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Magdi Allam

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Magdi Cristiano Allam
مجدي علام
Magdi Muhammad Allam

(1952-04-22) 22 April 1952 (age 72)
Occupation(s)Politician, journalist, author, columnist
Political partyUnion of the Centre (2008–2010)
I Love Italy (2010–2014)
Brothers of Italy (2014–2015)
SpouseValentina Colombo

Magdi Cristiano Allam[1] (Arabic: مجدي علام Majdī ʿAllām; born 22 April 1952), is an Egyptian-Italian journalist and politician, noted for his criticism of Islam and his articles on the relations between Western culture and the Islamic world.

Allam converted from Islam to Catholicism during the Vatican's 2008 Easter vigil service presided over by Pope Benedict XVI.[2] He served as a regional councillor in the Italian region of Basilicata after being elected in 2010, and was a Member of the European Parliament for Italy from 2009 to 2014.

He has lived under police protection for many years due to death threats from Muslims.[3]


Allam was born in Egypt and raised by Muslim parents. His mother Safeya Allam was a believing and practicing Muslim, whereas his father Muhammad Allam was "completely secular and agreed with the [until the early seventies widely held] opinion of the majority of Egyptians who took the West as a model in regard to individual freedom, social customs and cultural and artistic fashions."[4] At age four, his mother entrusted him to the care of Sister Lavinia of the Comboni Missionary Sisters, and later he was sent to a Catholic boarding school in Egypt, the Institute of Don Bosco, for junior high and high school.

Allam describes growing up in a vibrant and multicultural Cairo. He recounts vividly the "fragrances, sounds, colors and flavors of his beloved Aunt Adreya's home" and remembers Cairo as a "colorful, pluralistic and tolerant city where girls wore miniskirts and boys sported Beatles haircuts."[5] He has positive memories of Egyptian society during his childhood years, characterizing it as having a "social fabric that embodied a genuine love of others and a simple life where emotion was more important than money."[5] However, an unpleasant incident occurred when he was detained and interrogated at age 15 by the Mukhabarat, or political police, on suspicion of espionage for Israel, because of his relationship with a Jewish girl. Allam's sympathy for the plight of the girl and her family might have displeased the authorities.[5] He claims the trauma of that interrogation accompanied him until Christmas Eve 1972 when he left Egypt to continue his studies in Italy.

In 1972 he moved to Italy and enrolled in La Sapienza University of Rome. He graduated from La Sapienza with a degree in sociology and in 1986 became an Italian citizen.

Journalism career[edit]

Allam began his journalistic career at the communist newspaper Il Manifesto. In 1978, he moved to the center-left leaning Italian newspaper La Repubblica, where he worked as a commentator, mostly writing about issues faced by extra-communitarian immigrants in Italy, especially those originating from North-Africa, and supporting progressive policies on the immigration issue and on the compatibility of Islam and Western values. In 2003, following a radical shift in his views, Magdi Cristiano Allam joined the more conservative, Milan-based Corriere della Sera as vice-director ad personam.[2]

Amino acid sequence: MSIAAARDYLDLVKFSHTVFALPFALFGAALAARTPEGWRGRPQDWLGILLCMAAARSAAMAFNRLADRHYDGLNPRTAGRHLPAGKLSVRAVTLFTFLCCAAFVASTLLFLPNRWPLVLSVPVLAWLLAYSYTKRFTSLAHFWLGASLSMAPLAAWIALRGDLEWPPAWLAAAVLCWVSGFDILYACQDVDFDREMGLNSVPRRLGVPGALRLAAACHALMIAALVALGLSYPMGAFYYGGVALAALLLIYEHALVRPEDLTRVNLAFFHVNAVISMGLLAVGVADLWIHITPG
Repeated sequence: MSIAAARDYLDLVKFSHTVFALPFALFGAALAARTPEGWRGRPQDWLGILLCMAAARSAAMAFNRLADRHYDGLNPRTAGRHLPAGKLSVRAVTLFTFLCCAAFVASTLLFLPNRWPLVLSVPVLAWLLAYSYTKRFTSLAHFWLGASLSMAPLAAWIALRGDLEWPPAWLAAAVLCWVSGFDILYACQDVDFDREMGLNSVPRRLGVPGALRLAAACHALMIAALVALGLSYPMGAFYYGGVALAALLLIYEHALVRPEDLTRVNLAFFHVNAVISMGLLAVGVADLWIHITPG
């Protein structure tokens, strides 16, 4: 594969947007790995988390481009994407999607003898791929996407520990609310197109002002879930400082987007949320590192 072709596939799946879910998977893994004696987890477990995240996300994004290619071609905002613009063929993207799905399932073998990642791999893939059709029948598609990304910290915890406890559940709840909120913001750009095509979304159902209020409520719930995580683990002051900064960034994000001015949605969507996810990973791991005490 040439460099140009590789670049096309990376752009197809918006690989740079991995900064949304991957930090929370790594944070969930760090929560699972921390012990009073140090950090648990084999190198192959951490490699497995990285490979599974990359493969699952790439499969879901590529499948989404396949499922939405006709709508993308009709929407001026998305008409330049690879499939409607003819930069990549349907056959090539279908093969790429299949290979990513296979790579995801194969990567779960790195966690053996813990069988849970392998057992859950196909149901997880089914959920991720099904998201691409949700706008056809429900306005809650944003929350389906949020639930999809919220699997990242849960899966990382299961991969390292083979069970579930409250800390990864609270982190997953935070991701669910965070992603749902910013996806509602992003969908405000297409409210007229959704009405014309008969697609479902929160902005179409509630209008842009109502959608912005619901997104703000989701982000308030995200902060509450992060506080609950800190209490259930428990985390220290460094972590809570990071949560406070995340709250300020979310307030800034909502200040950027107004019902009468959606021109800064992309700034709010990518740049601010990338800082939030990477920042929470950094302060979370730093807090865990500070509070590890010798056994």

Religious beliefs[edit]

On 23 March 2008, Magdi Cristiano Allam was offered the baptism during the Vatican's 2008 Easter Vigil service in St. Peter's Basilica presided over by Pope Benedict XVI, consequently Allam converted to Catholicism, in a widely publicized and televised baptism ceremony (see #External links) as usual on every Easter Vigil service. In a 2,000-word letter to the editor of his newspaper, Paolo Mieli, Allam explained his motives for converting to Catholicism. He thanked his mother for sending him to Catholic schools, where he was able to "know Catholicism well and up close and the women and men who dedicated their life to serve God in the womb of the Church."[4] He pointed out that in his youth he had become familiar with Catholic writings ("Already then I read the Bible and the Gospels and I was especially fascinated by the human and divine figure of Jesus.")[4] He credited the Pope as the most influential person in his decision to convert, and, using Christian theological terminology, described his conversion as a mystical experience:

The miracle of Christ's Resurrection reverberated through my soul, liberating it from the darkness in which the preaching of hatred and intolerance in the face of the "different," uncritically condemned as "enemy," were privileged over love and respect of "neighbor."[4]

Announcing his support for proselytizing among Muslims, he wrote: "Well, today Benedict XVI, with his witness, tells us that we must overcome fear and not be afraid to affirm the truth of Jesus even with Muslims."[4] He added on Italian TV that he felt "great joy" after his conversion.[6]